Recent findings 

Vaccine Associated Autism

 

Arumugham, Vinu. "Epidemiological studies that ignore mechanism of disease causation are flawed and mechanistic evidence demonstrates that vaccines cause autism." proteins 13 (2017): 16.

 

Conclusion

Despite their success, one of the great ironies of vaccinology is that the vast majority of vaccines have been developed empirically, with little or no understanding of the immunological mechanisms by which they induce protective immunity. However, the failure to develop vaccines against global pandemics such as infection with human immunodeficiency virus despite decades of effort has underscored the need to understand the immunological mechanisms by which vaccines confer protective immunity.” Since vaccinologists are themselves ignorant of vaccine mechanisms, how can we expect epidemiologists to understand the mechanisms? So most epidemiological studies ignore mechanism of adverse event causation. If you ignore mechanism, you cannot design the study with appropriate controls. So, the results of such epidemiological studies must be discarded.

 

Singh VK, Sheren XL, Yang VC. 1998. "Serological association of measles virus and human herpesvirus-6 with brain autoantibiodies in autism." Clinical Immunology 

 

Abstract

Considering an autoimmunity and autism connection, brain autoantibodies to myelin basic protein (anti-MBP) and neuron–axon filament protein (antiNAFP) have been found in autistic children. In this current study, we examined associations between virus serology and autoantibody by simultaneous analysis of measles virus antibody (measles-IgG), human herpesvirus-6 antibody (HHV-6-IgG), anti-MBP, and anti-NAFP. We found that measles-IgG and HHV-6-IgG titers were moderately higher in autistic children, but they did not significantly differ from normal controls. Moreover, we found that a vast majority of virus serology-positive autistic sera was also positive for brain autoantibody: (i) 90% of measles-IgG-positive autistic sera was also positive for anti-MBP; (ii) 73% of measles-IgG-positive autistic sera was also positive for anti-NAFP; (iii) 84% of HHV-6-IgG-positive autistic sera was also positive for anti-MBP; and (iv) 72% of HHV-6- IgG-positive autistic sera was also positive for antiNAFP. This study is the first to report an association between virus serology and brain autoantibody in autism; it supports the hypothesis that a virus-induced autoimmune response may play a causal role in autism.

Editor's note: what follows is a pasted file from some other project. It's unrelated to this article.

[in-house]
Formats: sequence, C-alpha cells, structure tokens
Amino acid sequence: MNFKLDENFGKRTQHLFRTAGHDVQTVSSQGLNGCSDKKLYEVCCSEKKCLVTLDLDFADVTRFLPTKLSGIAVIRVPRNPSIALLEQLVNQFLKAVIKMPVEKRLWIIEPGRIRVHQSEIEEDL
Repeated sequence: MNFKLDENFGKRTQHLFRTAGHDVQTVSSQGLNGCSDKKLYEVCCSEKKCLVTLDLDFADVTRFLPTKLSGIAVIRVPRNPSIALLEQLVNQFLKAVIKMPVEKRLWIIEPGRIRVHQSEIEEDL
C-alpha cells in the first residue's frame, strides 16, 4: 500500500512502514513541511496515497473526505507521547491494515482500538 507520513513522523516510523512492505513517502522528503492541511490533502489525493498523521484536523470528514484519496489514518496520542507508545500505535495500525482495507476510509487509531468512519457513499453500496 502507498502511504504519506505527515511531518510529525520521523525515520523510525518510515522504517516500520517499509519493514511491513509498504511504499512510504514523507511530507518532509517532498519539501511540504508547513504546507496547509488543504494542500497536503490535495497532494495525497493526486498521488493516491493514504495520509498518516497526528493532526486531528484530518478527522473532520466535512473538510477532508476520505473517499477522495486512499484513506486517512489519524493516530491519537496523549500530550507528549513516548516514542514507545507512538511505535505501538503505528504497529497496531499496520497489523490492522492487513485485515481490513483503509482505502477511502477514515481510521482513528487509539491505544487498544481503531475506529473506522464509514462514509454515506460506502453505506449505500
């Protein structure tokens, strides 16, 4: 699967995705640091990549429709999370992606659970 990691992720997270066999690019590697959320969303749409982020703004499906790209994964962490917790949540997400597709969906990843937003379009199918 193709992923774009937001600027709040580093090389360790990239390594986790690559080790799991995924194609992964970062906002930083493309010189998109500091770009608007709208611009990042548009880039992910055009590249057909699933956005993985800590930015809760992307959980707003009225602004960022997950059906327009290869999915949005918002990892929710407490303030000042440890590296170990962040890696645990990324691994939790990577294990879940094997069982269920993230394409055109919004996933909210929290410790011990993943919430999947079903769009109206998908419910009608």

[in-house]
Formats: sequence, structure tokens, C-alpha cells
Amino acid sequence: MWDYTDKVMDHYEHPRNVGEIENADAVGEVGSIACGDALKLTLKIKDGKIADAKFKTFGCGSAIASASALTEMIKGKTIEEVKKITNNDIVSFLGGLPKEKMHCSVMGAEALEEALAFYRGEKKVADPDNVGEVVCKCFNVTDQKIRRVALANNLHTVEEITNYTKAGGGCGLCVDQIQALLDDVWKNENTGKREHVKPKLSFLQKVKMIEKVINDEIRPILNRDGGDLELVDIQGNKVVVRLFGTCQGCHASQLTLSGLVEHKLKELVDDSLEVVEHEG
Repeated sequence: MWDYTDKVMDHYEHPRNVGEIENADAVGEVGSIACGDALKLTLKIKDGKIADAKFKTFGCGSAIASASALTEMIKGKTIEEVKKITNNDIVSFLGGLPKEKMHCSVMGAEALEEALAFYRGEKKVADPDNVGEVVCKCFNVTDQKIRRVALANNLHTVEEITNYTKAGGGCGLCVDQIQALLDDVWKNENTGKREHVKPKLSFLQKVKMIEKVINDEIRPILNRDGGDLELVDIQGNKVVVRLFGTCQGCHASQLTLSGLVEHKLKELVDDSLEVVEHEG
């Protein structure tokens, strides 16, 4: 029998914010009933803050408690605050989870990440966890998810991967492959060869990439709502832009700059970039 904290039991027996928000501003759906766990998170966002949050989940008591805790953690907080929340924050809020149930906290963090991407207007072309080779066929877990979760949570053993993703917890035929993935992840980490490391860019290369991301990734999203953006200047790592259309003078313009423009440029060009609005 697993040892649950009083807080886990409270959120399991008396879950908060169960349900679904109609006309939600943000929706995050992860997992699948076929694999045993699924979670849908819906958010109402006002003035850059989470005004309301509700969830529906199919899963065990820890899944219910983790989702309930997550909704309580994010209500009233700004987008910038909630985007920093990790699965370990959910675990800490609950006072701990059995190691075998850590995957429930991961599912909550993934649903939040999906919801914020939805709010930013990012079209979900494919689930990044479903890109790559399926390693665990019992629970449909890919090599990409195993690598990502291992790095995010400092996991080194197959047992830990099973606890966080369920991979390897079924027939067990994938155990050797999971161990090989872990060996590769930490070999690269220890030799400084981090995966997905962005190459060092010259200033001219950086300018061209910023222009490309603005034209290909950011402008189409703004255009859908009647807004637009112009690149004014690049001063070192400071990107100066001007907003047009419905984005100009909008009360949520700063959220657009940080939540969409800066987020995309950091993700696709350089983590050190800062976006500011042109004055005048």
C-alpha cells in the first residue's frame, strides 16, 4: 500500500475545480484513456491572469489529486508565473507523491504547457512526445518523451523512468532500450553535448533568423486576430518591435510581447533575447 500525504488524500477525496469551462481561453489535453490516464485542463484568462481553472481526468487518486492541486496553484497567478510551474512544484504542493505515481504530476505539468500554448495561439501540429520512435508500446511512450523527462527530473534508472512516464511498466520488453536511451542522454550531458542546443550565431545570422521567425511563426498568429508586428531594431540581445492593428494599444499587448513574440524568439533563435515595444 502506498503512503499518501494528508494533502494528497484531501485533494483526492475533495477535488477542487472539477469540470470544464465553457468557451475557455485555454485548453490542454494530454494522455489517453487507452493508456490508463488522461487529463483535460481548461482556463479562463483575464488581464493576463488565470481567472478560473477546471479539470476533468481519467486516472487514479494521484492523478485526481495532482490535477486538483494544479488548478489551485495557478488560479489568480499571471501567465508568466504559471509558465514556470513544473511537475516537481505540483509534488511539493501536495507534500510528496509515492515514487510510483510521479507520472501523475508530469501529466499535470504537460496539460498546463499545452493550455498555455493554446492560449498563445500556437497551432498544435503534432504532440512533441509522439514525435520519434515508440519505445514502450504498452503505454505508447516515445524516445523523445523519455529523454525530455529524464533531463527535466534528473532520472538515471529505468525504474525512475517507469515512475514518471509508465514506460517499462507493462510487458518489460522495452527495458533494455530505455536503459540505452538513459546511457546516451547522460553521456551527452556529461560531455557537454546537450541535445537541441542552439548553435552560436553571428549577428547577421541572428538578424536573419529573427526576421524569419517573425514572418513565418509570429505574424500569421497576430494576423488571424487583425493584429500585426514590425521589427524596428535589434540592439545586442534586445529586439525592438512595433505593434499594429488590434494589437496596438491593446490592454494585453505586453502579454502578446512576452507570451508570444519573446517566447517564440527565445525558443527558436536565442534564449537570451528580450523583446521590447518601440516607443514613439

Singh, Vijendra K., Sheren X. Lin, Elizabeth Newell, and Courtney Nelson. "Abnormal measles-mumps-rubella antibodies and CNS autoimmunity in children with autism." Journal of biomedical science 9, no. 4 (2002): 359-364.

 

Abstract 

Autoimmunity to the central nervous system (CNS), especially to myelin basic protein (MBP), may play a causal role in autism, a neurodevelopmental disorder. Because many autistic children harbor elevated levels of measles antibodies, we conducted a serological study of measles mumps-rubella (MMR) and MBP autoantibodies. Using serum samples of 125 autistic children and 92 control children, antibodies were assayed by ELISA or immunoblotting methods. ELISA analysis showed a significant increase in the level of MMR antibodies in autistic children. Immunoblotting analysis revealed the presence of an unusual MMR antibody in 75 of 125 (60%) autistic sera but not in control sera. This antibody specifically detected a protein of 73–75 kD of MMR. This protein band, as analyzed with monoclonal antibodies, was immunopositive for measles hemagglutinin (HA) protein but not for measles nucleoprotein and rubella or mumps viral proteins. Thus, the MMR antibody in autistic sera detected measles HA protein, which is unique to the measles subunit of the vaccine. Furthermore, over 90% of MMR antibody-positive autistic sera were also positive for MBP autoantibodies, suggesting a strong association between MMR and CNS autoimmunity in autism. Stemming from this evidence, we suggest that an inappropriate antibody response to MMR, specifically the measles component thereof, might be related to pathogenesis of autism.

 

Singh, Vijendra K., and Ryan L. Jensen. "Elevated levels of measles antibodies in children with autism." Pediatric neurology 28, no. 4 (2003): 292-294.

Abstract

Virus-induced autoimmunity may play a causal role in autism. To examine the etiological link of viruses in this brain disorder, we conducted a serological study of measles virus, mumps virus, and rubella virus. Viral antibodies were measured by enzyme-linked immunosorbent assay in the serum of autistic children, normal children, and siblings of autistic children. The level of measles antibody, but not mumps or rubella antibodies, was significantly higher in autistic children as compared to normal children (p  .003) or siblings of autistic children (p < .0001). Furthermore, immunoblotting of measles vaccine virus showed that the antibody was directed against a protein of approximately 74 kd molecular weight. The antibody to this antigen was found in 83% of autistic children but not in normal children or siblings of autistic children. Thus, autistic children have a hyper-immune response to measles virus, which in the absence of a wild-type measles infection might be a sign of an abnormal immune reaction to the vaccine strain or virus reactivation